Friday, December 19, 2008

Day 19: Hank Stack

Day 19 is devoted to my friend and mentor, Henry "Hank" Stack.

I met Hank in 1987 at my first "Deaf Community Event" when I was in the first term of the Interpreter Training Program. We went to a play and there was a Deaf actor in the show who was *understandably* tired on a Friday night after the show. She left immediately and we all panicked! What would we do? One of the men in the group said, "Well, I know some Deaf people who get together on Friday nights, if you want to go there..." It was CC Slaughter's bar. I was not 21 at the time and concerned I would be arrested and carted off to jail (I didn't know that's not how it works - smile).

We went to the bar and I met a number of people who I maintain ties with to this very day. Friends who have been instrumental in my life as a person, as an interpreter, as a signer, as an ally. And Hank was one of those people.

Hank was always a gentleman with a sense of humor, too. He was kind and thoughtful and supportive. From the moment I met him, he supported me. Hank was the person who convinced me to start working with Northwest Theatre of the Deaf, to do my first bit of theatrical interpreting in the show, "The Hot'l Baltimore" with Columbia Theatre Company. He was the one who requested that I be one of the interpreters for the Broadway shows when they tour through town. Everything I ever did, he was right there supporting me. He invited me to his parties, to his 80th birthday party - my first experience eating East Indian cuisine (at The Bombay Cricket Club- yum!).

One time, Hank called me on the TTY and he asked me if I wanted to come to a party at his house "this Friday". I said sure and got all the information. In my world, "this Friday" meant the very next Friday (this week) but we were dealing with ttys (I'm phobic). On Friday, I drove up to his house...there were plenty of cars, although none that I recognized. I walked up to the door and rang the bell. The lights flashed and the bell rang. Pretty soon, Hank opened the door. I was immediately struck by the fact that I didn't see any people milling around inside. Hank was in his sweats - I had never seen him dressed so casually! He greeted me politely but a little perplexed. "The party is next week...but would you like to come in?" It was 9:00pm on a Friday night...he was 81 years old. Mortified, I stumbled to say, "Uh, no. I'm going to go to my car and die of embarrassment. I'm not sure I'll be able to make it next week." He smiled gently and reassured me that he was happy to visit, but I was so horrified, I had to leave. I did come to the party the next week and he didn't allude to my faux pas at all.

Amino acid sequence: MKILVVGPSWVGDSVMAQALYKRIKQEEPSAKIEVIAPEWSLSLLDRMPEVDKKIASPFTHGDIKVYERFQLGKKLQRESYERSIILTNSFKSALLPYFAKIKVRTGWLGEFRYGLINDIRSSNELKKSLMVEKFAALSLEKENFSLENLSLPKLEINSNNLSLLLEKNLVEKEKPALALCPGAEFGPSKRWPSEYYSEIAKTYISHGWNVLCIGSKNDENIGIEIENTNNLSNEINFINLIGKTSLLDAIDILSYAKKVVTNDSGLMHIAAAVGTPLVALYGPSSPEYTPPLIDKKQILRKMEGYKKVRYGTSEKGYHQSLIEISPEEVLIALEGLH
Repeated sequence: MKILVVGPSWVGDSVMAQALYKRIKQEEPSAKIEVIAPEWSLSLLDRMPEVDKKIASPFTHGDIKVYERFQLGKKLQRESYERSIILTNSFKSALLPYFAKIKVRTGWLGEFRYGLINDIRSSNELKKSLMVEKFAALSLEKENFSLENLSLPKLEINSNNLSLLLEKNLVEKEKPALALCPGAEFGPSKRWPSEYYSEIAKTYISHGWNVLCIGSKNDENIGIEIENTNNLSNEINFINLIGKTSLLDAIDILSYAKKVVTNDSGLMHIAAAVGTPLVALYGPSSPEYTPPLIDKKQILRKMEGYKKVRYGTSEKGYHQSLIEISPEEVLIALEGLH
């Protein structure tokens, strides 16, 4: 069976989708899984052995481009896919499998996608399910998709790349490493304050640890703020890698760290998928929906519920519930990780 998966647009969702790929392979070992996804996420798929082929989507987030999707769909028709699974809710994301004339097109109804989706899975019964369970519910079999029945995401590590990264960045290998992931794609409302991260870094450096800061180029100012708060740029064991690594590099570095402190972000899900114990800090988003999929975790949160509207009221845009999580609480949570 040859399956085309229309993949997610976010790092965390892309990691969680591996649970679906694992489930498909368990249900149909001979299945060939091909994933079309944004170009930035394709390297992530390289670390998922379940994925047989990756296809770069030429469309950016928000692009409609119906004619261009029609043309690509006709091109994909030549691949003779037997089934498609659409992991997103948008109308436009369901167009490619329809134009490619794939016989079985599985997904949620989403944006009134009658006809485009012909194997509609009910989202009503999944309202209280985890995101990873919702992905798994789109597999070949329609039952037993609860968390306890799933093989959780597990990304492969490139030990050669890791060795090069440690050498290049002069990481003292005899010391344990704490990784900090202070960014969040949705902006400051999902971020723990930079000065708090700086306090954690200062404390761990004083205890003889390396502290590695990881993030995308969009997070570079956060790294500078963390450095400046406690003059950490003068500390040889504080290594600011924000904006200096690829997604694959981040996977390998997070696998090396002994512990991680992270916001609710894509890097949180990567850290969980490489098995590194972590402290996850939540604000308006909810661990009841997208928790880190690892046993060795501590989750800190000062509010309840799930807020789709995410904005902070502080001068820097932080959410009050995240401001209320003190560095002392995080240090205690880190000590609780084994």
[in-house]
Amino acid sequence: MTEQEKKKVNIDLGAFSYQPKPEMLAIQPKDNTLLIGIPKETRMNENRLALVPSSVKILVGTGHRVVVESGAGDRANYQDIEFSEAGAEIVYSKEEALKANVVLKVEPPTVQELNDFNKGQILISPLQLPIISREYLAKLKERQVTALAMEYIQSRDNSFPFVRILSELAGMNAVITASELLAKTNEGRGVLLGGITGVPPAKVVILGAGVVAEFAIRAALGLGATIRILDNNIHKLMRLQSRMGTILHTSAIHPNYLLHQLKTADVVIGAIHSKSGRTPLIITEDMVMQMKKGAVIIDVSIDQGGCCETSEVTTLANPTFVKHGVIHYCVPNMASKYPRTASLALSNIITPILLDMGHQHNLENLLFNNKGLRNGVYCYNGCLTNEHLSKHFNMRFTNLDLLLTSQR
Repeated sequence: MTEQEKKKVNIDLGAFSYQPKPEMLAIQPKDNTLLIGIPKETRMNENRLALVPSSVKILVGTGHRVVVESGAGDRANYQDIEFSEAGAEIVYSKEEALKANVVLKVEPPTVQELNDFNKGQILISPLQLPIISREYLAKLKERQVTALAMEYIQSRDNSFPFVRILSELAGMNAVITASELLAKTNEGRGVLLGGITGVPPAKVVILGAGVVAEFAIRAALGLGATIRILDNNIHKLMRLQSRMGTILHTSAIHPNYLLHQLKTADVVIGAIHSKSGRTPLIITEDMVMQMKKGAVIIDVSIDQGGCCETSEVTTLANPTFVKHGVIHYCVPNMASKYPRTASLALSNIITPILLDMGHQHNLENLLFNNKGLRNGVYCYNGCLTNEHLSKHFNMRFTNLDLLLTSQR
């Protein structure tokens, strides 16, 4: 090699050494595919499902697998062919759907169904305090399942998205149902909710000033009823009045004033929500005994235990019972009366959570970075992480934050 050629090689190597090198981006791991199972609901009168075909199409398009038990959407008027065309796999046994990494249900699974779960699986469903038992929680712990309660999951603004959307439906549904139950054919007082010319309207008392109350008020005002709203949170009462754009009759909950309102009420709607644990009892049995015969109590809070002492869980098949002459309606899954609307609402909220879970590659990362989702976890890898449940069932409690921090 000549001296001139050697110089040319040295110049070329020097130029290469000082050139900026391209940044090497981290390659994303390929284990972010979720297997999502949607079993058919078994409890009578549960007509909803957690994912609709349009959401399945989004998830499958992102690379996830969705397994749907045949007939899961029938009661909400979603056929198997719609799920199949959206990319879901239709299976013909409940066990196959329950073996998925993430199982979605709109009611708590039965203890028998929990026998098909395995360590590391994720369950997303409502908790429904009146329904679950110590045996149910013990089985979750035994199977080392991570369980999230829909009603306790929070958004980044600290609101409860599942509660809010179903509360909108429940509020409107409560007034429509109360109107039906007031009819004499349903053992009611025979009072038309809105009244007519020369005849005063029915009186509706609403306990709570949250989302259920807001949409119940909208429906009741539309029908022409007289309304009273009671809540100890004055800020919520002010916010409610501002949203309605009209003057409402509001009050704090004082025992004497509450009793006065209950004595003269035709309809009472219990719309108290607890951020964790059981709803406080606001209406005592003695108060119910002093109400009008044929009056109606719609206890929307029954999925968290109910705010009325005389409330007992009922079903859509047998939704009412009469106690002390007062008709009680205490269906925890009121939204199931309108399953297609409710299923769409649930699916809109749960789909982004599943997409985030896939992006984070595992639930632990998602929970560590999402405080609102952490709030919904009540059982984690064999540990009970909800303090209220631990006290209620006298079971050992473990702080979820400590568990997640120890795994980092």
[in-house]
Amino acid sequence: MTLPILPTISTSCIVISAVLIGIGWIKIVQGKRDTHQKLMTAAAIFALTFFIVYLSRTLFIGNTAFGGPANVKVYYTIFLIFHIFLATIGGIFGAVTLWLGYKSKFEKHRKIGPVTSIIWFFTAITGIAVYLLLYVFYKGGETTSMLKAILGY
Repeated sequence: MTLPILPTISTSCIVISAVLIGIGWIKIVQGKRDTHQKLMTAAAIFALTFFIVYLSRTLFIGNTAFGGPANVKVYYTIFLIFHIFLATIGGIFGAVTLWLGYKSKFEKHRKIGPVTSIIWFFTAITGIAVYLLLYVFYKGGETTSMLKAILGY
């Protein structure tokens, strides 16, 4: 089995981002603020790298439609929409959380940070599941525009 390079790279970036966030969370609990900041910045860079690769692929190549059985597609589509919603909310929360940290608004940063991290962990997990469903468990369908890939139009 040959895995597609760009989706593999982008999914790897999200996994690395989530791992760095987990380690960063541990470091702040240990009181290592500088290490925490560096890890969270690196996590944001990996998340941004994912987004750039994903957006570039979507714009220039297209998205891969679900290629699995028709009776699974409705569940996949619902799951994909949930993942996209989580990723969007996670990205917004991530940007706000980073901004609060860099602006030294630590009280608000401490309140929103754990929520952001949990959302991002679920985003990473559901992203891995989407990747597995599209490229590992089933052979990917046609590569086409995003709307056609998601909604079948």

At his memorial service, that was the only story I could tell.

Hank, you will never know the impact that you had on me. I miss you every day and wish I could have really told you what it meant to me to be among your friends. It was an honor. Thank you for all you did for me, for believing in me and trusting me in ways I can't ever really fathom. I will never forget you.

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